On November 12, Dr. Sanjay Gupta hosts CNN Dialogues, focusing on the issues of food security and food deserts in the United States, with a particular emphasis on the nearly 16 million children who spend their days and nights hungry. Learn more about the series here. Panelist Hugh Acheson is the chef/partner of Five & Ten and The National in Athens, Georgia and Empire State South in Atlanta, Georgia as well as a judge on the current season on Top Chef, and author of "A New Turn in the South: Southern Flavors Reinvented for Your Kitchen."
Today is Veterans Day and I would like to thank my grandfather for his sacrifice. I don’t think he was fighting for his individual rights when he lost his life during World War II, riding in a jeep far into enemy territory in Occupied France. He was fighting for a greater idea of freedom that defines modern democracies, a collective freedom that allows us individual liberty. First we succeed together, which gives us the allowance to succeed as individuals.
When we build a society, as we continue to do every day, we need to think of everyone. Success for the lower and middle class in recent years has been made difficult to attain as the American dream has become an elusive goal. Stacked against success are many pitfalls that seem to keep the poor, well, poor. High interest rate loans, lack of viable employment, housing-market collapses: all of these things have not only kept people from rising out of poverty but have driven more people into it.
The poverty rate for children in my state of Georgia is 26%, a figure that makes me queasy. Cuts to programs to assist those in need make me angry. It’s a divisive issue but I prefer to be on the side of trying to help those in need. I just firmly believe in this statement: We are better off as a country when all of our kids have access to nutritious food.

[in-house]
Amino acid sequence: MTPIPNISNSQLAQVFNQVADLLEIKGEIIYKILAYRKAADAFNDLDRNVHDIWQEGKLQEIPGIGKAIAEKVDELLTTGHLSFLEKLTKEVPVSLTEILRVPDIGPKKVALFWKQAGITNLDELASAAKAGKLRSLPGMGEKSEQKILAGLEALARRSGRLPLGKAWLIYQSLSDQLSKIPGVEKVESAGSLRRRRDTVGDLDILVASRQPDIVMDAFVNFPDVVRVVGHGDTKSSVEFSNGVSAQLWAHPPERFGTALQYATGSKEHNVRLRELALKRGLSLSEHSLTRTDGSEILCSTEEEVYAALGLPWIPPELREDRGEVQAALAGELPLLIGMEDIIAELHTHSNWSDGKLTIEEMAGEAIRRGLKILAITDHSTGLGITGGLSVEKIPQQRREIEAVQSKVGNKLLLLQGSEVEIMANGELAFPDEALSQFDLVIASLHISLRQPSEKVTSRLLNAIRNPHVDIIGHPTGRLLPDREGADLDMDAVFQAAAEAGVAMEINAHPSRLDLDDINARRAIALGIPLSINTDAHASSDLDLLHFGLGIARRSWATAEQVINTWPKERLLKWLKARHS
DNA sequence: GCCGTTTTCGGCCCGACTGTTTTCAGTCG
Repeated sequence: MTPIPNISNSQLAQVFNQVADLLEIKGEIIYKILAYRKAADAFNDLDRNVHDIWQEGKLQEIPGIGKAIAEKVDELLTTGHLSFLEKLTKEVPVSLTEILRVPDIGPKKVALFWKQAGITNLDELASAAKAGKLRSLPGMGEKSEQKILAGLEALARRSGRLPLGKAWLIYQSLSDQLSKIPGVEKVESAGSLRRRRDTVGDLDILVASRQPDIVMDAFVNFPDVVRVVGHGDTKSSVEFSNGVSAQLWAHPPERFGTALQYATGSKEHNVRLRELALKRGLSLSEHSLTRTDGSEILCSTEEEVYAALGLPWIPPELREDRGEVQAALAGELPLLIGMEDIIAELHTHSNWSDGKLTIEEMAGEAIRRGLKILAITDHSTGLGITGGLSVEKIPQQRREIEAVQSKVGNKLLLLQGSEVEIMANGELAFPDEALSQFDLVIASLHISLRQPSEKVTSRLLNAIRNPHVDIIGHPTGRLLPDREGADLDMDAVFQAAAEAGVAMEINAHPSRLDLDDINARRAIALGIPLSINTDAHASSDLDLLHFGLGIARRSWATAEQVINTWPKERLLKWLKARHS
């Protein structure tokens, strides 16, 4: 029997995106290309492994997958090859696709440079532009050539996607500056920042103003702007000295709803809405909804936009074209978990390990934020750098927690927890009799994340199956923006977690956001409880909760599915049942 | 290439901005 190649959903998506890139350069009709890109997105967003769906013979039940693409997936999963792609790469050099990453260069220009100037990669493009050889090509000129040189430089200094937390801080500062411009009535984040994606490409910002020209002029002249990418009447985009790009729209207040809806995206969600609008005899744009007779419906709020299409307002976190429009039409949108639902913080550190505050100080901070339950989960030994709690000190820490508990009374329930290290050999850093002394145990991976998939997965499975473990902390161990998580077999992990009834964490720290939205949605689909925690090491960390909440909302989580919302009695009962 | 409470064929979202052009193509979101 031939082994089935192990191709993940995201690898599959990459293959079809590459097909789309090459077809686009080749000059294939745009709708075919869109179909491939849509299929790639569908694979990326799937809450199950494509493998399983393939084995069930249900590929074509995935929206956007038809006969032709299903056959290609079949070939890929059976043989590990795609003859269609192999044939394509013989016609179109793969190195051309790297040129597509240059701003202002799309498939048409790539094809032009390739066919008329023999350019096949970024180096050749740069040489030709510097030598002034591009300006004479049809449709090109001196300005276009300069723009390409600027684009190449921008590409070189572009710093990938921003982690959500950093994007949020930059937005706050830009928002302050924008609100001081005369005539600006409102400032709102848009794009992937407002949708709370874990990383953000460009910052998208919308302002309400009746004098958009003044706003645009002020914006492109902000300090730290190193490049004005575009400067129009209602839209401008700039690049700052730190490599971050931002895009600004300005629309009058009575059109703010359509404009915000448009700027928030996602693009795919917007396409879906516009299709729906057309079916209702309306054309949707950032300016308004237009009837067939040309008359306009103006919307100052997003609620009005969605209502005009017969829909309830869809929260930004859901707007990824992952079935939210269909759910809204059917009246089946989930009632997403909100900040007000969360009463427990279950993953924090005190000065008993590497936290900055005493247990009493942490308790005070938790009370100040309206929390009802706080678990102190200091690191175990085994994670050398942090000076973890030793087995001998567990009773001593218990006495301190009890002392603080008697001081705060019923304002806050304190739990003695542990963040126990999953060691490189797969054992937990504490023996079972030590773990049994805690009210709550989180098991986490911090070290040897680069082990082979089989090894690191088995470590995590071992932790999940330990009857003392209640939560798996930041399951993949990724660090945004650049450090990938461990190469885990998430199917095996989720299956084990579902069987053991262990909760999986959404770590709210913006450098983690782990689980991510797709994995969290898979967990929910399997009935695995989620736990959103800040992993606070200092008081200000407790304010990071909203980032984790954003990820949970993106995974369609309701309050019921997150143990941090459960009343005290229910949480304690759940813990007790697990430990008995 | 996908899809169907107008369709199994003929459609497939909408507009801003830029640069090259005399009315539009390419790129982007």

We live in a country that, despite its successes, has the lowest life expectancy of any affluent democracy with a population above 10 million. Sadly our reactions to hunger and poverty have largely been to either ignore or vilify. These reactions will eventually catch up to us.
Look, this isn’t about a free lunch, but it is about coming to terms with an economic reality: the richness of a few has been at the expense of many. The middle class dream in the U.S. just got a foreclosure notice. SNAP gives back some decency to those affected in the form of access to a better diet.
Some would argue that this creates a welfare state or a consistent dependent class, but the reality is that more than half of SNAP recipients are on the program for less than a year. Another argument made against SNAP is that people buy non-nutritional food with the funds, but studies show that purchases for groceries is much the same throughout all rungs of society, SNAP assisted or not.
The next generation of America doesn’t need a crutch but it does need a helping hand. SNAP is an investment in our healthy future.
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